Pontblyddyn Church History

Christ ChurchThe Beginning

In the period between 1831 and 1906, the number of Church buildings in the Diocese of St. Asaph more than doubled rising from 151 to 326 in addition to the enlarging and repairing of the older ones.  The county of Flint alone had 29 new Churches built and 36 restored.  Ten new Churches were erected in the years 1835-48, these included Pontblyddyn 1836; Bistre 1842; Llanfynydd 1843 and Gwernaffield 1848.

There was a tremendous growth of population until the mid-1840s especially in the mining areas.  It was to these places and their demand for labour that workers and their families moved.  However, these people were far from their own Parish Churches and needed to be catered for in matters of worship.  Christ Church is an example of the type of places of Worship that were erected in this area to cover the mining population.  They were put up for an extraordinary small cost of which more than half was contributed by the Incorporated Church Building Society and the Church Building Commissioners.  These two Bodies existed at the same time and actually consisted of the same personnel.

The function of the Incorporated Church Building Society was to assist in the provision of Church-rooms in Parishes that had a population of less than 4,000, were suffering from extreme insufficiency with regard to accommodation and in need of financial aid.  Churches built in this way tended to be utilitarian, indifferently designed, unprepossessing and badly built.

Out of the much larger Parish was Mold, the Parish of Pontblyddyn was one of three formed, the others being Bistre and Gwernaffield.  In 1836, Pontblyddyn comprised of the township of Hartsheath and a portion of Leeswood, an area of approximately 3,150 acres.  The population was 1,636 and the main employment was coalmines, brickworks and farming.

The Patronage of the Living was at that time vested in the Vicar of Mold.  There was an annual endowment of £127 per annum paid by the Ecclesiastical Commissioners and a further yearly payment of £18 from Queen Anne’s Bounty.  This was a fund established in 1704 to augment the stipends of the poorer clergy.  Added to this would be about £40 from the offertory and pew rents.  All this ceased upon the disestablishment and disendowment of the Church in Wales in 1920.

On 31st May, 1836, “the consecration of Pontbleiddyn Chapel within the Parish of Mold” took place.  In the Religious Census of 1851, the Incumbent, J. Williams, styled himself as “Perpetual Curate”.  This title was used until 1867.  However, by 6th June, 1868, it seemed that this had changed.  On that date, the Bishop’s Register records the granting of a licence to Revd. John Williams “to perform the office of Assistant Curate of the Parish and Parish Church of Pontbleiddyn, to which he was nominated by the Revd. Samuel Evans, Vicar of the same Parish”.  This suggests that by this time Pontblyddyn had become an independent Parish and that the Revd. Samuel Evans was its first Vicar.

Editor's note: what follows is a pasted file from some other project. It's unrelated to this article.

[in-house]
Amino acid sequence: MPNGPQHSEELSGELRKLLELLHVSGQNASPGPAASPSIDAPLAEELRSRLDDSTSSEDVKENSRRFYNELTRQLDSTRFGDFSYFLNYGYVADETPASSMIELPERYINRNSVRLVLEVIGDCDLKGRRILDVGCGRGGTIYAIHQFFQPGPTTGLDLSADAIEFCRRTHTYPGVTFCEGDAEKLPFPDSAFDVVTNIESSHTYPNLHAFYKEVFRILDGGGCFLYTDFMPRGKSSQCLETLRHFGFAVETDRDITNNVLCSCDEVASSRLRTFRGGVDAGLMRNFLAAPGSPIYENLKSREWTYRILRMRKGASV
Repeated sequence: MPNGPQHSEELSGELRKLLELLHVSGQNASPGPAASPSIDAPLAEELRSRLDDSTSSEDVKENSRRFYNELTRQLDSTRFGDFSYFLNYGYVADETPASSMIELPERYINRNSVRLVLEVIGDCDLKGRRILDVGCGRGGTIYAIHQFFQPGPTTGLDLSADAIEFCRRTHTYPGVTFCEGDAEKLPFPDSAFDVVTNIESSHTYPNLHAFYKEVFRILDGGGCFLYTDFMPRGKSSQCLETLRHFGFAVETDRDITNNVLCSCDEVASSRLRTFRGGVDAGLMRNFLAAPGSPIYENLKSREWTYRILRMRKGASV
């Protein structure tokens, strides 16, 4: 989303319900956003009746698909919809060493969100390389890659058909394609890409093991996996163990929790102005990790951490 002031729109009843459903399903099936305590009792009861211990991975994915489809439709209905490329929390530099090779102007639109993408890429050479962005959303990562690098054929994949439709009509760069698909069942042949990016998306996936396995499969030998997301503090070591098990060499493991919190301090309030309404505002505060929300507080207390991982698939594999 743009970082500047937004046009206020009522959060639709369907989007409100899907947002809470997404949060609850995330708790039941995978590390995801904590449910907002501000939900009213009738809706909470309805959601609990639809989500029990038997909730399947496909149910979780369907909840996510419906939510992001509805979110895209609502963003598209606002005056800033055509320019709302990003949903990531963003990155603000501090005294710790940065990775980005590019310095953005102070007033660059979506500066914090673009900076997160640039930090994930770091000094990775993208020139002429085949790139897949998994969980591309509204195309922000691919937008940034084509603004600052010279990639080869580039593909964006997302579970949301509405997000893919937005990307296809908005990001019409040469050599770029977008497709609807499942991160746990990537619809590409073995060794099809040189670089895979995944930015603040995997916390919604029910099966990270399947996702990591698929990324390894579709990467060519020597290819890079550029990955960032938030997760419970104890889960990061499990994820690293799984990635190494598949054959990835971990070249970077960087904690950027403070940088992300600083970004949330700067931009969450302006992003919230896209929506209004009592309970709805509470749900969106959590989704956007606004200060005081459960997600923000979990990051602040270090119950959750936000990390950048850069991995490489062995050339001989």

The ecclesiastical boundary of the Parish was defined as follows: –                                                                                             “The district annexed to the chapel and curacy of Pontbleiddyn consists of the township of Leeswood, excepting the houses and farms of Pentrerhobin and Tyenewydd, the whole township of Hartsheath, and that part of the township of Bistre which lies south of the Mold and Broughton turnpike road.”

Archdeacon Thomas published a History of the Diocese in 1911 in which he records the history of every Church.  His entry for Pontblyddyn states; “Christ Church, the earliest of the three erected by the Revd. C.B. Clough in his large and populous parish was very simple in plan and poor in workmanship.  It was originally built in 1836, together with a new school, and the cost of both, including furnishings, did not exceed £790”.  The Church was designed by John Lloyd.

The Revd. C.B. Clough referred to by Archdeacon Thomas was the Vicar of Mold from 1825-54.  He was also one of the founders of the Diocesan Church Building Society.  During his incumbency he raised approximately £20,000 for Church purposes in the Mold Parish.  Out of these funds, the Churches were built in Pontblyddyn, Gwernaffield and Bistre together with Vicarages and schools.  In 1850 he presented a new font to Pontblyddyn Church.  This was first used on 8th October, 1850, for the baptism of Robert, son of Robert and Mary Bellis of Pontybodkin.  Revd. Clough later became Archdeacon, Dean and Chancellor of St. Asaph.

Renovation & Additions